Cindy CrawfordWhile taking her vision test at the License Bureau, Cindy Crawford realized she was having trouble seeing the graphics on the screen.  After barely passing the test, the clerk mentioned she might want to have her vision checked.  Cindy was concerned because she just had been to the eye doctor and was told her vision was okay.  Years before, she had been informed of a degenerative eye disease that would eventually cause her vision to fail.  Cindy feared that time had come.

She was referred by her eye doctor to a specialist in Columbus and was told that her disease, Fuchs Dystrophy, was progressive and that her only course of treatment would eventually be a corneal transplant.  For the moment her eyesight, although poor, was not quite at the point that required a transplant.  Her doctor prescribed medication and adjusted her glasses, with the hope that her vision would stabilize.

For the next two years Cindy lived her life, watched her grandchildren grow, and even accepted a job as a manager at the Lima Bowsher BMV agency.  Her employer and co-workers supported Cindy with the tools she needed to do her job by providing lights, magnifiers and assistance when it was required.  Unfortunately, her vision continued to fail and in 2011 she was unable to drive and she squinted constantly as she struggled to see. “It was like I was driving through fog all the time,” she recalls.  It was hard to see anything.” She knew it was time for her to be listed to receive a corneal transplant.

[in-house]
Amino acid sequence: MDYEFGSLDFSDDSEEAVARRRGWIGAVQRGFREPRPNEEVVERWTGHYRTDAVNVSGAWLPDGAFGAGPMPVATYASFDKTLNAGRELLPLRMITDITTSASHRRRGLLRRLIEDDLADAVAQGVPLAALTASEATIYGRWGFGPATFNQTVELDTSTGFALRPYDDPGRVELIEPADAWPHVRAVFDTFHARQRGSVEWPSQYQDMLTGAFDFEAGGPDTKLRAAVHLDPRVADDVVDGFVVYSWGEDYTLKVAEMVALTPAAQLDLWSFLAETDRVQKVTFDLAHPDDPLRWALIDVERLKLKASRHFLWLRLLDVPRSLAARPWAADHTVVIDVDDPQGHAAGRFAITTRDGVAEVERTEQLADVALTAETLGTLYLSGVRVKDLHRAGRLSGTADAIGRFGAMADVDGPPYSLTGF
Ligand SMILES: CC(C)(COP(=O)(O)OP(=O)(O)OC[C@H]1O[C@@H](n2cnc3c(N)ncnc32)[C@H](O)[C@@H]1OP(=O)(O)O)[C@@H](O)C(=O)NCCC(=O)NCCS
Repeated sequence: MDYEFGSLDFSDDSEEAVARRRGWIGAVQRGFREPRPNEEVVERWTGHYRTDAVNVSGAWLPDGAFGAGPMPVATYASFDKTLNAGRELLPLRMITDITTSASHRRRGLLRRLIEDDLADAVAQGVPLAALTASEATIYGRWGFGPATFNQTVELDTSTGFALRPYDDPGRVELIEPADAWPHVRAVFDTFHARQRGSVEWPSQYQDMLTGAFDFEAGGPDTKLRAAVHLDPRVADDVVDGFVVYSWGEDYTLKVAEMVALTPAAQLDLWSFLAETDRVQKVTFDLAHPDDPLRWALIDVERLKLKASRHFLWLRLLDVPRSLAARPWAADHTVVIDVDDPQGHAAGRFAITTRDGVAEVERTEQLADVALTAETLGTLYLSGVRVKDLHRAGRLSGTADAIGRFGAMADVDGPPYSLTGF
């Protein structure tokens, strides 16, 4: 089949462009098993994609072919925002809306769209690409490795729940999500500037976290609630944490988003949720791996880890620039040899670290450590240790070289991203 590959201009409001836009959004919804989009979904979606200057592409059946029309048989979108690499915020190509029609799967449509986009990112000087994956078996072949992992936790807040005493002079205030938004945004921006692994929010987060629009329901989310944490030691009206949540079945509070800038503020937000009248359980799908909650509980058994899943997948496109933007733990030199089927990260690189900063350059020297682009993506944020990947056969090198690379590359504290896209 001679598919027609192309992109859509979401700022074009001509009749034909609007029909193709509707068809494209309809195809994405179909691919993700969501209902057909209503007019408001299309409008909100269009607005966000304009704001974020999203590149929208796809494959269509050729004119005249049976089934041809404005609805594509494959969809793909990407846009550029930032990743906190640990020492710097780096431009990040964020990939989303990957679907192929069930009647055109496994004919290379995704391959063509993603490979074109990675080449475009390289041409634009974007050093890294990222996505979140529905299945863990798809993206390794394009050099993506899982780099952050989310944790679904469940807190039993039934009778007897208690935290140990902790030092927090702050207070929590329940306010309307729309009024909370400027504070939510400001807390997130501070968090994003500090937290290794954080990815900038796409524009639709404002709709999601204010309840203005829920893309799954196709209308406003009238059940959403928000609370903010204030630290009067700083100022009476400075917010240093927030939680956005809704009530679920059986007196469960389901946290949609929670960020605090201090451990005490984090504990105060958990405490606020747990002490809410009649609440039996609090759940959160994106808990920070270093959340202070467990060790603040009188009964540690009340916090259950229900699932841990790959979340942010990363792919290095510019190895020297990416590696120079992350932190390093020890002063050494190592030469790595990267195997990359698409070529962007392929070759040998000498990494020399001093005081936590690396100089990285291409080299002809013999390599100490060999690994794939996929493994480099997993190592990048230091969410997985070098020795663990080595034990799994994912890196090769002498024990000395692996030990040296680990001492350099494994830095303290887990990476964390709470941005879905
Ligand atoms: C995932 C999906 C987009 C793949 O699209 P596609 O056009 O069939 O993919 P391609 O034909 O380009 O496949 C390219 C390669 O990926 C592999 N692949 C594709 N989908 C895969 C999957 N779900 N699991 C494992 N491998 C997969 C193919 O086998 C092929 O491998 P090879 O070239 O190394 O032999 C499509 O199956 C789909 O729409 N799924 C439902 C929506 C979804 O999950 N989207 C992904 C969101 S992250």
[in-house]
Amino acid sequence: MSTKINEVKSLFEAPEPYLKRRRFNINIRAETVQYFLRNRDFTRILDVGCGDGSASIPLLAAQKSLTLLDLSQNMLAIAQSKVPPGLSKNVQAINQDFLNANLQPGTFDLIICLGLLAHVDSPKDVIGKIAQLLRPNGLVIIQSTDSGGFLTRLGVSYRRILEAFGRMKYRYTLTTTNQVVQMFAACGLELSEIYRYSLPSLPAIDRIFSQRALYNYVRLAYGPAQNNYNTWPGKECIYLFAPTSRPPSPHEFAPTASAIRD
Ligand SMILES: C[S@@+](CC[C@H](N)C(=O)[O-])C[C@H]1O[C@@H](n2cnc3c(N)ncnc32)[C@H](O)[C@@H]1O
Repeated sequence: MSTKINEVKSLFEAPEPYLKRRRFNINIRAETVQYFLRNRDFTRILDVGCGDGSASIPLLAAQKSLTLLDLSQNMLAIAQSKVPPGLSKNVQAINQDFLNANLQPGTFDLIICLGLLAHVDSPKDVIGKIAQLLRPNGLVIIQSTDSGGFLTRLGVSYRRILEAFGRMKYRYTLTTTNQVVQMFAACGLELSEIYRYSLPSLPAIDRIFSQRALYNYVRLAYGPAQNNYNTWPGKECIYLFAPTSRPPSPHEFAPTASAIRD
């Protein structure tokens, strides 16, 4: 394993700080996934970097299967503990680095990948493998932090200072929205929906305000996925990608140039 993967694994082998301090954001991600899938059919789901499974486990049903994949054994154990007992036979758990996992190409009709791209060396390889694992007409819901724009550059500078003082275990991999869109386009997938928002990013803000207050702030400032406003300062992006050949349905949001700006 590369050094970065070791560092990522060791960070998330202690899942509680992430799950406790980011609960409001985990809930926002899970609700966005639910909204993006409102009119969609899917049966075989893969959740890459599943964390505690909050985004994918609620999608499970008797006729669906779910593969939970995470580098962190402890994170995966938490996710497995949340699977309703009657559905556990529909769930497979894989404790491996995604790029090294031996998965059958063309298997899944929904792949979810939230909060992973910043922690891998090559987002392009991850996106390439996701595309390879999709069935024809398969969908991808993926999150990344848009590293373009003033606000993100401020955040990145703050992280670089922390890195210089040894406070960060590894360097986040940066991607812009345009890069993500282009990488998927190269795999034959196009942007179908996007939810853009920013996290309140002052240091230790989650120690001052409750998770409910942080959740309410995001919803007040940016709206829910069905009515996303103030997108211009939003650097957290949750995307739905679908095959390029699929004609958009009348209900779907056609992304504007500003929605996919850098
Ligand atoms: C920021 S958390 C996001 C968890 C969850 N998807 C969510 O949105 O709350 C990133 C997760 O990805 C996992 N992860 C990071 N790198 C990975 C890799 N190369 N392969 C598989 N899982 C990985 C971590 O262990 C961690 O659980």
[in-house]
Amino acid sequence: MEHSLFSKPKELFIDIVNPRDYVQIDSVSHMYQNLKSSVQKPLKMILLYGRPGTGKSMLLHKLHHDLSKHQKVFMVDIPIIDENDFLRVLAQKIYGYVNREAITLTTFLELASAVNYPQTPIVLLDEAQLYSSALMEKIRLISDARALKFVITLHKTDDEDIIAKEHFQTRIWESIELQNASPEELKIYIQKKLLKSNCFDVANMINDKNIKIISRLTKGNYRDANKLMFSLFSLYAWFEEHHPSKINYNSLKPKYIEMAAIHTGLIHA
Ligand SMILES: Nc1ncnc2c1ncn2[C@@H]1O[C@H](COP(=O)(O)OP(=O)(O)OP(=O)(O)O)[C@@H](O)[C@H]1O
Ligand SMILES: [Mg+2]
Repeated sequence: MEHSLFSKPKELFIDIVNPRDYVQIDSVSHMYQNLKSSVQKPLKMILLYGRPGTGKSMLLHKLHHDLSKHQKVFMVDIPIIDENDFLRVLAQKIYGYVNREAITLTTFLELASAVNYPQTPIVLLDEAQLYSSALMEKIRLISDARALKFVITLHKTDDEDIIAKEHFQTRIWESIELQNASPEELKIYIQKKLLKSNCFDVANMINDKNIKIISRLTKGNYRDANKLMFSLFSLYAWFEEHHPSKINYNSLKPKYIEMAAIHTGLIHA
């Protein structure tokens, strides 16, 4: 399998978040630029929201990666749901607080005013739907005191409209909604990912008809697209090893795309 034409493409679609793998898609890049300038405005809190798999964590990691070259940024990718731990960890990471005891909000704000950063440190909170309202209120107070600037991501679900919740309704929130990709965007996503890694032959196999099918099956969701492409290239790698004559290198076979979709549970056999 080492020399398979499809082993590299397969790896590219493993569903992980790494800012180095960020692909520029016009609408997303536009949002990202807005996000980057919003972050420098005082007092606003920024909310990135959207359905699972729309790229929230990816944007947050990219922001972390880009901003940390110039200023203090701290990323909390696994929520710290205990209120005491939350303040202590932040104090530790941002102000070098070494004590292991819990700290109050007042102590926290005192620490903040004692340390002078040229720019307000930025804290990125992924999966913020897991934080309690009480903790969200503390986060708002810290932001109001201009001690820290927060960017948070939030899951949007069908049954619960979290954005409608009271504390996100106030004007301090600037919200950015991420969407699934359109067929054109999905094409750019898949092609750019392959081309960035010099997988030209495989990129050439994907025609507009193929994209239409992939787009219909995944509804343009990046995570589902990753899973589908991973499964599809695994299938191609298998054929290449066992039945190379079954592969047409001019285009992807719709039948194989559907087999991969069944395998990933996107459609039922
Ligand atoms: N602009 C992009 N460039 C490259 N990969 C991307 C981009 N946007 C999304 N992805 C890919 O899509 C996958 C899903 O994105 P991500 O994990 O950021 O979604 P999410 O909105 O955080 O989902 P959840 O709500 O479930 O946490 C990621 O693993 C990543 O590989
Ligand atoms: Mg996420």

“For me, it wasn’t a choice,” she says. “There is no cure for my disease and I knew if I wanted to have any sort of life-working or helping out with my grandchildren, I would need the transplant.”

NEDM 2017 Twitter Profile PhotoOn the day before Thanksgiving in 2011, Cindy received the first of two corneal transplants.  She received her second in August 2013.  Thanks to two generous donors, Cindy was able to see clearly again. “I am so grateful to both of my donors,” she declares, adding that she has written both of their families “to offer my condolences and to thank them.”

Now, when Cindy works at the BMV she can see clearly out of the large picture windows.

“The colors and brightness are amazing!” she says.  “I didn’t realize how bad my vision was until I received these transplants.”  When time and opportunity permits Cindy shares her story with others.  She considers it her way of paying it forward: “It takes a lot for a transplant like mine to occur- a heroic donor, doctors, staff, technology and more.  I thank God for making it ALL possible so I could have my returned sight.”

To be a hero like Cindy’s two donors, please register today!